The Sheetz team partnered with Oxygen to take a wide perspective of the problem, and apply design-thinking to solve it.
We started by involving a broad team of leaders from HR, learning, and operations, including the company’s head of retail stores, regional managers, and the store strategy team. The collective team came to realize that before anything could really change, they had to do a better job of laying the foundation of future-state thinking, and aligning people to their corporate strategy. And this meant defining the most critical front-line roles in their business. Given their hard-wired mindset to the transactional gas station model, this would mean up-front work and pushing the team out of their comfort zone – but there was clearly no alternative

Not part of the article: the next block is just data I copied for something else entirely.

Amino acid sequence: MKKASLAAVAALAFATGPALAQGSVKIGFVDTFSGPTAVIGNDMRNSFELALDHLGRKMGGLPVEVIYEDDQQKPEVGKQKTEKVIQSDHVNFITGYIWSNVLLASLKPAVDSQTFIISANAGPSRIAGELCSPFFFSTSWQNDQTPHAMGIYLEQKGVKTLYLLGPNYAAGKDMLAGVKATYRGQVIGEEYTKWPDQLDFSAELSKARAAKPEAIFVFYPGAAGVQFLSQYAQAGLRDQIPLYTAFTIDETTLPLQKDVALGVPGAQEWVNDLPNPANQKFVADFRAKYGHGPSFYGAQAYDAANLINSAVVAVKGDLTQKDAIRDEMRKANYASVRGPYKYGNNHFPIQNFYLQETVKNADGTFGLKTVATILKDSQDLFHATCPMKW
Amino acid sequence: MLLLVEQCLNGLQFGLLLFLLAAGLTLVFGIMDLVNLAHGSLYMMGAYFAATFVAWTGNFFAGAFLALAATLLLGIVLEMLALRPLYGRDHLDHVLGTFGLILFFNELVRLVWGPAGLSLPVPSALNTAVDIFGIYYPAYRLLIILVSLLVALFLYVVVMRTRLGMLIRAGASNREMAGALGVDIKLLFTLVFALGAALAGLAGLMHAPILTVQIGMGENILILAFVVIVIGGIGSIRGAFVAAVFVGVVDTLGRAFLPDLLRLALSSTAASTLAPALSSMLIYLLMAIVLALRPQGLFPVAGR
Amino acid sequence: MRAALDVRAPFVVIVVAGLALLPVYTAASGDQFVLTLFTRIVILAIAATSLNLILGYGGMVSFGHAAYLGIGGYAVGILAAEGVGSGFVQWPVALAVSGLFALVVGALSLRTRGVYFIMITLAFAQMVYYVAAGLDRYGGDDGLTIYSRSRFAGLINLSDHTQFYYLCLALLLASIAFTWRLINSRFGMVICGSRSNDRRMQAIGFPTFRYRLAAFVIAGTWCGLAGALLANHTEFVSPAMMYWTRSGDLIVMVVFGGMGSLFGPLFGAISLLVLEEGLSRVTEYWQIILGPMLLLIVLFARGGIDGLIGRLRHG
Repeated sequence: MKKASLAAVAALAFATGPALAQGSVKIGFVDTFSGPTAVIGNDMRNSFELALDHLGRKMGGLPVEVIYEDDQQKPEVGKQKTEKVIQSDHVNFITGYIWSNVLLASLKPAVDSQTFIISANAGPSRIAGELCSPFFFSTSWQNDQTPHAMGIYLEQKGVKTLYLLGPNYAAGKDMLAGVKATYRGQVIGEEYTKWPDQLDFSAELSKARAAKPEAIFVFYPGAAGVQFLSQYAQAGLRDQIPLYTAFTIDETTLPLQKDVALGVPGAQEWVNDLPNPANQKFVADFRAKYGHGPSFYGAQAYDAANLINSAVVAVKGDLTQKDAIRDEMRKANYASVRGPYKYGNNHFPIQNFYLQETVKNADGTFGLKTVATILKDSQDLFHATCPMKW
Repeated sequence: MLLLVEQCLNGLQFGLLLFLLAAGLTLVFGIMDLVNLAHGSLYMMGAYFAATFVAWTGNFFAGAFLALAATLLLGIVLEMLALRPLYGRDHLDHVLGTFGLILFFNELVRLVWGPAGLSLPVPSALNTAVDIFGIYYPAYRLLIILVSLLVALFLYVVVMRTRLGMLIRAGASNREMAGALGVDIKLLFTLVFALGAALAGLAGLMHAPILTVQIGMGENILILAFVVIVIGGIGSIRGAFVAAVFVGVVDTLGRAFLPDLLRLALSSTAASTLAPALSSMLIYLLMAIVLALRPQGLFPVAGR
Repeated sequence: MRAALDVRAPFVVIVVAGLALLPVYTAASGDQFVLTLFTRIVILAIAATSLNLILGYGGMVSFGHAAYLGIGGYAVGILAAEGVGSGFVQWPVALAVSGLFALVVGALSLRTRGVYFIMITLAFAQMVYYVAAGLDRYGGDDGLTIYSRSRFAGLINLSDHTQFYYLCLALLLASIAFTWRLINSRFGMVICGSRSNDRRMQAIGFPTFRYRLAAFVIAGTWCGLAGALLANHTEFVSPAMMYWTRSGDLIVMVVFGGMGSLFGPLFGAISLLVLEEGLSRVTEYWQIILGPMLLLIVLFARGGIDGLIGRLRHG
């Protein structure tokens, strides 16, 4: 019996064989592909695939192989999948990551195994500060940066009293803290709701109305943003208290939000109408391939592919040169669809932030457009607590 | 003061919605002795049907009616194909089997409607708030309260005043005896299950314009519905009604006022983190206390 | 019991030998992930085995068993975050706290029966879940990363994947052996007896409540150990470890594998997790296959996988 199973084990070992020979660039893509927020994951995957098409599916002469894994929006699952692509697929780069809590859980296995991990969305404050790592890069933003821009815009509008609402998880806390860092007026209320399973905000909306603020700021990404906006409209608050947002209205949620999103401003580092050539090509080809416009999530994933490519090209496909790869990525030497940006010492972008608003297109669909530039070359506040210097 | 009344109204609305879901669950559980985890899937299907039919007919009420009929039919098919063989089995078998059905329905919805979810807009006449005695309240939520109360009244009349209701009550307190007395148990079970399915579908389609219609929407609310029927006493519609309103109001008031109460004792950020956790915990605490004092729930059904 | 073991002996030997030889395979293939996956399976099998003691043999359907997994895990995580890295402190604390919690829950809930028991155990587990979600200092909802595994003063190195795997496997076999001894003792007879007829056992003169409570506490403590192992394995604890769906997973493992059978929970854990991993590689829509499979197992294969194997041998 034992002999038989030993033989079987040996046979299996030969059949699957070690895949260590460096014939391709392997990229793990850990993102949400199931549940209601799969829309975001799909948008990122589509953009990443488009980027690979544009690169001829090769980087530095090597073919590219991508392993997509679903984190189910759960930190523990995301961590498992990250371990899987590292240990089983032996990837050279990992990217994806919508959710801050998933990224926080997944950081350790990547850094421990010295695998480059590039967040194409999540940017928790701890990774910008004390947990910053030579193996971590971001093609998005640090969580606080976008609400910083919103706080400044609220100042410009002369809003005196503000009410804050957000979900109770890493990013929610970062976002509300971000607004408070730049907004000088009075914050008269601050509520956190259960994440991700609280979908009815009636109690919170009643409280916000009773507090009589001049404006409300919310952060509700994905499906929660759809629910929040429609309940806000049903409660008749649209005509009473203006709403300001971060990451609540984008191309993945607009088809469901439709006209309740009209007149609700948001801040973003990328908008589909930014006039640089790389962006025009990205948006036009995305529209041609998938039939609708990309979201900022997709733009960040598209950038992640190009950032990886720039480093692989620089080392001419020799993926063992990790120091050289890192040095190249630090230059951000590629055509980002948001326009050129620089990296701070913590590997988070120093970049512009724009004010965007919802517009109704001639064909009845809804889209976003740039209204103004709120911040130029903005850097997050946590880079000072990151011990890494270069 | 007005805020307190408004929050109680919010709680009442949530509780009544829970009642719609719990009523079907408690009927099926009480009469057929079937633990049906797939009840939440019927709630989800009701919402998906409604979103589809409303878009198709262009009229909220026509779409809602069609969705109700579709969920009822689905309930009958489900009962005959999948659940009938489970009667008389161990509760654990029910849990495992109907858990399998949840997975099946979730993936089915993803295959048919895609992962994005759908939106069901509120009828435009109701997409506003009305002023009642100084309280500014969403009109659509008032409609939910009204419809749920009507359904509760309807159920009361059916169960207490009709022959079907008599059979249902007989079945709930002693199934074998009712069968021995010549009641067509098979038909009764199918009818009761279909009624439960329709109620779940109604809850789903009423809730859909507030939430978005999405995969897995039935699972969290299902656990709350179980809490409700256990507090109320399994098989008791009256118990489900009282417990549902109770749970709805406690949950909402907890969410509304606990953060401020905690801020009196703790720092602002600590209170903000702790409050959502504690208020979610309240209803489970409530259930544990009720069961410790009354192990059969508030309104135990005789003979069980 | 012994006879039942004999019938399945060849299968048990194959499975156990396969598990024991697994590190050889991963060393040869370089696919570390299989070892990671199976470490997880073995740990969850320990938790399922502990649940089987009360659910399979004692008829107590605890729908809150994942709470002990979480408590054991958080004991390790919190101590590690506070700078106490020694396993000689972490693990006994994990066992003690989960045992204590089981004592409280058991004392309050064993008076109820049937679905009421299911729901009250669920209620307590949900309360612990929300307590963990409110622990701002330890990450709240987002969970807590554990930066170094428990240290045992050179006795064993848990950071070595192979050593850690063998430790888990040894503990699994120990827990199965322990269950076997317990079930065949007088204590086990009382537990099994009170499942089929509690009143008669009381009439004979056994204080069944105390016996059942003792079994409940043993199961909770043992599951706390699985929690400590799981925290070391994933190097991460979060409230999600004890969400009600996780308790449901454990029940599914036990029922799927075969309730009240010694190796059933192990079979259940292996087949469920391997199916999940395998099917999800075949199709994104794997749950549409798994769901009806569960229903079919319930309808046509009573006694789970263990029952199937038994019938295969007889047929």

Defining new customer-facing roles in a radically changing business environment is no small task. Sheetz had learned the hard way that glossing over such critical components would render their business strategy inert. It took a teaming approach, with allowances for debate, discussion, and input from a variety of different functions, to yield answers that simply can’t be dreamed up in a day. The team has already begun rolling out new content, tools, training, and incentives to help anchor the new way of working, especially in the salesperson and assistant manager roles.